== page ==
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NIST Physicist Honored for Measuring Forces between Ultra-cool Atoms
For Immediate Release: October 25, 2007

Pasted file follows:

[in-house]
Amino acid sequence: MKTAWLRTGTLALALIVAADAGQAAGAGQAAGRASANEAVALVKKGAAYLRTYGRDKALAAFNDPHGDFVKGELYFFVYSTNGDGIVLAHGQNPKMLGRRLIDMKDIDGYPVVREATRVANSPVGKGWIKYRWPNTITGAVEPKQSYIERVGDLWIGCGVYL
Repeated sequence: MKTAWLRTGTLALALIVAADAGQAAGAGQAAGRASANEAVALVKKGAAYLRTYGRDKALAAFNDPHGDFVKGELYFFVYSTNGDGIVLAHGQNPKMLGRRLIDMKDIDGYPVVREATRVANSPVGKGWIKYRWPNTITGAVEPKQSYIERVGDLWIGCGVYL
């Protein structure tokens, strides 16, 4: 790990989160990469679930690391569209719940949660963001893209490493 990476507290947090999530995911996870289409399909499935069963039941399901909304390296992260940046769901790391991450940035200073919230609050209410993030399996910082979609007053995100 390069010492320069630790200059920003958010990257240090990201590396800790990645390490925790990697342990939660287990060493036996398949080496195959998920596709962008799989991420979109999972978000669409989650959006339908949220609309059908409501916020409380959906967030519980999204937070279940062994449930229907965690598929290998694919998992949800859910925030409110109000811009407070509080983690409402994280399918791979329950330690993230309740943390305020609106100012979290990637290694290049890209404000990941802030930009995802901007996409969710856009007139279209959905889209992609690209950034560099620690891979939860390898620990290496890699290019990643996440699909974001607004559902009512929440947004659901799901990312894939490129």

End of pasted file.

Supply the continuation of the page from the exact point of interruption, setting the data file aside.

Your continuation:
The American Association for the Advancement of Science (AAAS) has named NIST physicist Paul D. Lett as one of its new fellows. AAAS cites Lett for his work in developing a technique that can be used to measure the forces between atoms cooled very close to absolute zero (–273.15 degrees Celsius or –459.67 degrees Fahrenheit). The technique, known as molecular photoassociative spectroscopy, shines laser light on two slowly colliding atoms in an ultracold gas and gives them energy to join together and form molecules. The colors (frequencies) of the light that allow this to happen provide information on the forces the atoms exert on one another, and yields information on the structure of the molecules and the basic nature of different types of atoms. In their citation, AAAS calls the technique "the single most powerful tool for studying the interactions between ultracold atoms." Lett, who is also affiliated with the NIST-University of Maryland Joint Quantum Institute, will be presented with an official certificate and a gold rosette pin on Saturday, Feb. 16, 2008, during the 2008 AAAS Annual Meeting in Boston.